Hubon Madyaas Group at SM City Iloilo,
World Sculpture News. Asian Art News: Hongkong.
Volume 6 Number 2 Spring Issue 2000
Hubon Madyaas Group at SM City Iloilo
Alice G. Guillermo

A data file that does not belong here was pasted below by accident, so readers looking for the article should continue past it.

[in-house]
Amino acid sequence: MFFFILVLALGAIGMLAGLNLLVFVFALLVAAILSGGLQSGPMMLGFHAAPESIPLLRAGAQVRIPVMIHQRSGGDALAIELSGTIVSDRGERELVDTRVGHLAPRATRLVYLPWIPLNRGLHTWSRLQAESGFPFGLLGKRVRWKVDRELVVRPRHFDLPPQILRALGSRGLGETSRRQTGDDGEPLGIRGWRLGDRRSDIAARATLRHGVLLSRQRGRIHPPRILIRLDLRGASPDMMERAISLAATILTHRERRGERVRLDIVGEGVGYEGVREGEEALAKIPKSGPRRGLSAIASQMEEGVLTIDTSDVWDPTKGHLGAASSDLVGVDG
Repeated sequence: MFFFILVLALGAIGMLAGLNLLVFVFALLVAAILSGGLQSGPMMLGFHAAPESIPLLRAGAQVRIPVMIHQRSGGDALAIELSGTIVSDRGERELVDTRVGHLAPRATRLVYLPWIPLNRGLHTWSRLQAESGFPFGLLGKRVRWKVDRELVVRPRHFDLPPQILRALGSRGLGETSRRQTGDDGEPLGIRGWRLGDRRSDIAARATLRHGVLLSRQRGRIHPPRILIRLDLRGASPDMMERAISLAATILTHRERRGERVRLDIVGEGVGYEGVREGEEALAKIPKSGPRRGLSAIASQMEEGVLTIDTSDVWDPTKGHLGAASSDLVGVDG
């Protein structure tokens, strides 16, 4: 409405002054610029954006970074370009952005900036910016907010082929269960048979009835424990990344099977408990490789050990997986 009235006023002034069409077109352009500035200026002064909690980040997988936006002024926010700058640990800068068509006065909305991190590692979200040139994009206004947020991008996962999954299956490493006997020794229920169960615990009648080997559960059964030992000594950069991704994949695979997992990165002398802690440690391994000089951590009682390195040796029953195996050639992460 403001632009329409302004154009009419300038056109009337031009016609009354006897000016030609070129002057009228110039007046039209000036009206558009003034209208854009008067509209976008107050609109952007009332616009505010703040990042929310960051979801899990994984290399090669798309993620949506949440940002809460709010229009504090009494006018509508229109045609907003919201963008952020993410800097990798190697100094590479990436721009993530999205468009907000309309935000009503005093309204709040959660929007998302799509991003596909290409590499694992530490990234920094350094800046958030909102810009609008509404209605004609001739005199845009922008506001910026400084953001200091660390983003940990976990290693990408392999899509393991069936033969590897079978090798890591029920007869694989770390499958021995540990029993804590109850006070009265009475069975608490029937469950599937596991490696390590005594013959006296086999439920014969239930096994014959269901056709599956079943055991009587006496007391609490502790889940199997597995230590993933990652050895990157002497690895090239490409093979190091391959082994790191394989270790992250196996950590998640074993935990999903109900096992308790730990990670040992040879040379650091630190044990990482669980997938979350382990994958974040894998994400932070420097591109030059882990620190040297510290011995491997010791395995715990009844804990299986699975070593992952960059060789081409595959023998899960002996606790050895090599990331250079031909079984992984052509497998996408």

Possibly the oldest and most basic medium of art is clay which, when molded into shape and fired, becomes terra cotta. It is the art that makes use of the four basic elements of earth, water, air and fire, and is associated with the origins of the first humans on Earth. But although an immense number of clay works have been produced in all societies since the beginning of time, it seems to have made relatively slow progress here as a medium of art. Up to now there still exist large clay deposits in various parts of the country, as in Pangasinan and Bulacan, if they have not yet been ran over by bulldozers into subdivisions, and grassroots communities of traditional potters draw upon these natural sources of clay. For most of us, our common encounter with clay is through the rural palayok and banga for household pusposes. Likewise, clay has been used as disposable molds for metalware in the cire perdue, or lost wax process, and thus had no essential value of its own. But in recent times, a growing number of artists have rediscovered it and drawn out its large potential for figure sculpture, as well as for a large range of objects combining design and function. It was only fitting that the rediscovery of clay for art began in grassroots community organizations, such as the Black Artists of Asia in Bacolod, Negros Occidental. In its goal to stimulate artistic production as popular expression, to encourage design in everyday objects, and to make use of indigenous and accessible materials, it adapted terra cotta as one of its favored materials. Charlie Co, for instance, popularized genre figures drawn from the sugar-producing society of Negros. Nunelucio Alvarado made small symbolic figures or icons as terra-cotta pendants. But in Manila in the late '70s, among the first artists to do terra-cotta sculpture were Dalino Dalena and Julie Lluch. It was, however, Lluch who consistently worked in the medium and reached a high point in terra-cotta art with her lifesize figure sculptures and bust portraits. Another terra-cotta artist, though primarily a painter, was Aro Soriano, who conducted workshops in figure sculpture in an Obando potters community with the help of the late Maria Luisa Reyes Llamado, art sponsor and writer. At present, Baidy Mendoza is giving new impetus to terra cotta through ongoing workshops in her Cubao studio. The latest group activity in terra cotta was held in Mandurriao, Iloilo, by the Hubon Madyaas, a visual arts group founded in 1983 by Edward Defensor. Their workshop in the medium aimed to "explore, experiment with and refine techniques with terra cotta as a medium for sculpture." Funded by a grant from the National Commission for Culture and the Arts (NCCA), the group came up with the exhibit Dihon Sa Lunang (Creations in Clay) held from February 29 to March 12 at the SM City in Iloilo. The seven exhibiting artists who count among the most active members of the group were Joe Amora, Benjie Belgica, Alan Cabalfin, Ed Defensor, Fred Orig, Dado Tan and P.G. Zoluaga. As long-time members of the Hubon Madyaas, the seven exhibiting artists have done works in other forms, such as paintings, prints and wood sculpture, and have been recognized as the leading artists of Iloilo.